Monthly Archives: October 2021

Come AS a Little Child: To Pray or Not to Pray Chapter 11

Many, probably all, people experience miracles large and small.  Some don’t expect them, so miss their significance and others are hesitant to speak of them.  Humanity has come to either reject what we don’t understand or to only connect miracles with “saints or the delusional.” And we all know deep down that we’re not saints.

After my experience of the love of God expressed in Jesus, I wondered why I was having so many and such a variety of them. Some of the major ones were to major heartbreaking problems, but many were just little boosts over tiny bumps in the road of my daily life.

When I encouraged my children, aged 8, 6, 5 and 4 to ask Jesus to be their Savior and Lord, they had not been going to church or Sunday School. Their responses were unique to each of their personalities, but not based on being taught much about God or Jesus other than His love. In writing about these, it brought alive for me Jesus stressing coming to the Lord as a child.

I have become convinced that the reason I experienced things even the other “born again” Christians did not, was because of having thrown out everything I had been taught in church and by the society around me, I was pretty much coming as a child without preconceived notions. When I read the Bible while I was questioning everything, I realized I had never heard Christians talk about personal miracles, only ones connected to extremely holy people who lived long ago and far away. When I began to devour Scripture like a starving person after my conversion, I went from believing nothing, to believing everything. I came with an open mind and heart like a child.

I have come to see that each generation is to some extent limited by what we are taught when young by authority figures. Even those, who like me question, are still limited by what we have absorbed from the culture of our times.

A lot of my spiritual journey has involved letting go of preconceived ideas. At the age of eighty-four I am still having to do that. It’s scary to realize that no person or group knows all the truth and believes nothing but the truth even with the help of God.  We are simply not equal to God. And not only is God not finished teaching us yet, but God is not finished teaching humanity yet.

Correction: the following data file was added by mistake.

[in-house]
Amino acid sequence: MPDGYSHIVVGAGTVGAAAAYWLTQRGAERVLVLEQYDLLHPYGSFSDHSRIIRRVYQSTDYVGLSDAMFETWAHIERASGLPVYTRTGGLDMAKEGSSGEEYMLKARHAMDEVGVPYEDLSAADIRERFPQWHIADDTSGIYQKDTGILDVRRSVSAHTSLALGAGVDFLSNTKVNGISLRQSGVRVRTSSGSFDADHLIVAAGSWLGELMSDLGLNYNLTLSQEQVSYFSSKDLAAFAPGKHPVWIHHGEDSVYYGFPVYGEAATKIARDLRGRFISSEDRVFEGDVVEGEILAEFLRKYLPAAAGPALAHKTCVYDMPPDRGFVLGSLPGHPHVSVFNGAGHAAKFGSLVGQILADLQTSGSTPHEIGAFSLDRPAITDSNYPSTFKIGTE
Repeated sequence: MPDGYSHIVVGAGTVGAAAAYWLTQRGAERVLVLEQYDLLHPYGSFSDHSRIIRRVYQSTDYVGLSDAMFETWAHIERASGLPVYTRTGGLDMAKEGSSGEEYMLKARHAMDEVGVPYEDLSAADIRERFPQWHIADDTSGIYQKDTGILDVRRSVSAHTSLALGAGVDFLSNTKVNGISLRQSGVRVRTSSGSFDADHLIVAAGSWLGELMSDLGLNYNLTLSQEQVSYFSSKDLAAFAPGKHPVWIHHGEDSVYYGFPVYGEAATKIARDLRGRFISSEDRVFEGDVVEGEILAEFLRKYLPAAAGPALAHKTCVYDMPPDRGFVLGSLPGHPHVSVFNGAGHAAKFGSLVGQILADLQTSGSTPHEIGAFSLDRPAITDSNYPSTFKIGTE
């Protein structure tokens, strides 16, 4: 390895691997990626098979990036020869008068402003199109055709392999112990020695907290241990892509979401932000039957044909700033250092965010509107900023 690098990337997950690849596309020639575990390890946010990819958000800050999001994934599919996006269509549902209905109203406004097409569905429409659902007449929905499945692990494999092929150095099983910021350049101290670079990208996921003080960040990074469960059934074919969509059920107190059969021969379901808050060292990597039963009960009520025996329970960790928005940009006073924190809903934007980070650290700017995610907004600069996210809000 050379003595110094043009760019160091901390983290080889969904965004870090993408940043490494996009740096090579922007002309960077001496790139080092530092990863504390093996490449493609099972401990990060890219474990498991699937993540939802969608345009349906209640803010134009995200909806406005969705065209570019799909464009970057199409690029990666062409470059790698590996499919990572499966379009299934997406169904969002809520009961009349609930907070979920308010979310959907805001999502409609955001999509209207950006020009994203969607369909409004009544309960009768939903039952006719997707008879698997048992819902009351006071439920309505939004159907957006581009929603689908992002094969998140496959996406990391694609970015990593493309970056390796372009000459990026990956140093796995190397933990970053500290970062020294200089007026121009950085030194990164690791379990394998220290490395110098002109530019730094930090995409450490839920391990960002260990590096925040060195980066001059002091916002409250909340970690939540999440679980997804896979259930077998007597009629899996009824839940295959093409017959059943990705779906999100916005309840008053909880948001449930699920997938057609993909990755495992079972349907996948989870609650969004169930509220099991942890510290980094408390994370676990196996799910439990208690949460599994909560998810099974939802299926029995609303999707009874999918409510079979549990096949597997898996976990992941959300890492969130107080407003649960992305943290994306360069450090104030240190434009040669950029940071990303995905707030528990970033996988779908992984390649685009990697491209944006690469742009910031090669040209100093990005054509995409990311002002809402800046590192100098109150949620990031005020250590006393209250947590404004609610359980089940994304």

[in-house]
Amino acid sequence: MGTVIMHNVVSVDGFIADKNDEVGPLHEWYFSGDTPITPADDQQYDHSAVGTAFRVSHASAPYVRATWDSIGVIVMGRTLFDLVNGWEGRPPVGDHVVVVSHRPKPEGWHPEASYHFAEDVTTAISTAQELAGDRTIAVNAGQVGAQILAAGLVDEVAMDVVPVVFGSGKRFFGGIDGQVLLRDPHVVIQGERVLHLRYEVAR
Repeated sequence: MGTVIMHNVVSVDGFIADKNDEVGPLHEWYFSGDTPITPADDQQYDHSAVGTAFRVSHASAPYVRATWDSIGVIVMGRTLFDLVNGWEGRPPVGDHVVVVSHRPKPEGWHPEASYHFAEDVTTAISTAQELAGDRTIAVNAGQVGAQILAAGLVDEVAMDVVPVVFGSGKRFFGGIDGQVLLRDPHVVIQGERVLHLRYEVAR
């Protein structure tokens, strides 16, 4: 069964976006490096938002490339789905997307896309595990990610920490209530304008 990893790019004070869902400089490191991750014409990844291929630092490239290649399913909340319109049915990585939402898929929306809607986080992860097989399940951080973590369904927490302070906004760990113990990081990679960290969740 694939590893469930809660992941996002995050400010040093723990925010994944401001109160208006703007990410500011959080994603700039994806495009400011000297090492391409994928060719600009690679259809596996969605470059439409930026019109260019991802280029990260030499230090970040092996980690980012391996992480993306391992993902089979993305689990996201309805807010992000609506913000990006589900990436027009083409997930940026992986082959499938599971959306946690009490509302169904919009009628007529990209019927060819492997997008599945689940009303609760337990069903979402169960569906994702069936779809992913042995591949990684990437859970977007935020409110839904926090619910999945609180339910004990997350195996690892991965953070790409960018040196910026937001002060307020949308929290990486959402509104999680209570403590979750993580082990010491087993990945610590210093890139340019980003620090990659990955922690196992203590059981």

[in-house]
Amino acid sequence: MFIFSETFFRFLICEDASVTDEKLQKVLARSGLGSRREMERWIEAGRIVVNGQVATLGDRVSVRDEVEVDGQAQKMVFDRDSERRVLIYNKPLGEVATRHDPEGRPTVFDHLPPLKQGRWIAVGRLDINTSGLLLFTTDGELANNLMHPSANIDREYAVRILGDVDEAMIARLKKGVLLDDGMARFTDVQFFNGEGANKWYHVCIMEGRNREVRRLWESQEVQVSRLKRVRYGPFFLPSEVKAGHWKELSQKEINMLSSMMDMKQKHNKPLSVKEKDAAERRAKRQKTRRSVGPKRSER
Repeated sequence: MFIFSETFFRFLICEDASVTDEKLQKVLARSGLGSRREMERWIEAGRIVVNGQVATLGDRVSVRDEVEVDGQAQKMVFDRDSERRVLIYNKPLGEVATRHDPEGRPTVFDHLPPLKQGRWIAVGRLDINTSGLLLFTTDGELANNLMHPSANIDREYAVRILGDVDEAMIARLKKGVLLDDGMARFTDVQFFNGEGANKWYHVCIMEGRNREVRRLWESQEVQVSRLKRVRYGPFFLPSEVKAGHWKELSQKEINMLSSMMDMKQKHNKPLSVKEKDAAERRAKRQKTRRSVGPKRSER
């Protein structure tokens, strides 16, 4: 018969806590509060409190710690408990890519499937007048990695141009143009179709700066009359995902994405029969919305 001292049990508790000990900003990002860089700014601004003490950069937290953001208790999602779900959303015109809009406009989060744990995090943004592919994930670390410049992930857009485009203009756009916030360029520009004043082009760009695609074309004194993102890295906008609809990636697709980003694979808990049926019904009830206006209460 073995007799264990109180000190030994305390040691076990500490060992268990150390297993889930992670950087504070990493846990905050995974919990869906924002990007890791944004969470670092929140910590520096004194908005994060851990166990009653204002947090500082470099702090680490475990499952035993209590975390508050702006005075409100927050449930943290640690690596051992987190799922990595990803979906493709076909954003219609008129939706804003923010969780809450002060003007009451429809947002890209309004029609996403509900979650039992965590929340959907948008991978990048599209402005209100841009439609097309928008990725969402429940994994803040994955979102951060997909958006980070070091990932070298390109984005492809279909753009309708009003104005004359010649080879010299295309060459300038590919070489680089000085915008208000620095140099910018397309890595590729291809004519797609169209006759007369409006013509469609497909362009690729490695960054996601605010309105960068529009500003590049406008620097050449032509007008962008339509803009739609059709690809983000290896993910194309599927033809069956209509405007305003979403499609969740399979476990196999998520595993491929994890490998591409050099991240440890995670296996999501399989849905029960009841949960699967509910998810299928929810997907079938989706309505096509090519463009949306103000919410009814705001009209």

An eye opener to me was becoming aware of the pattern of growth in Jesus from when he was a brilliant twelve-year old, but still emotionally immature so needing his mother’s guidance in learning to consider others’ feelings.  The Scriptures say he went home with his parents and GREW in truth and holiness.  Then at thirty he needs a push from his mother to make the leap from his comfort zone into his calling to a whole other level of ministry….miracles.  Jesus then still believes his call is only to God’s chosen, the Jews. But he is challenged not only by an unclean woman and heretics, but by a soldier of the oppressive conquerors to out of the kindness of his heart, include them in his kingdom of the Love of God. He comes to understand that his call is not about political freedom, but spiritual freedom.  He slowly and with natural human reluctance recognizes that he will not be a conquering hero, but a rejected vulnerable scapegoat for even those who kill him. And he tells his disciples who depend on him for faith for miracles, that he must leave, so they will experience the spirit of God within them to also do what he has done and will do. And finally, on the cross he makes the leap from “Why have you forsaken me?” to “Your will, not mine” Growth in truth and holiness takes a life time.  And a lot of it involves letting go of some of the beliefs that make us feel most secure. And ultimately it is the challenge of, “Your will, not mine.”

Nightmares and Miracles To Pray or Not to Pray: Chapter 10

Had an exhausting dream last night. I was a part time art teacher at a school. My class was fifth and sixth graders. I had all sorts of nature items to make a Christmas craft, maybe a wreath, but the kids were going crazy, trying to begin before I could organize it, knocking some items off the table, and mixing the others up. Some kept moving around the room instead of taking their seats and two even left the classroom. No matter what I said or threatened, the rest would just start causing chaos again.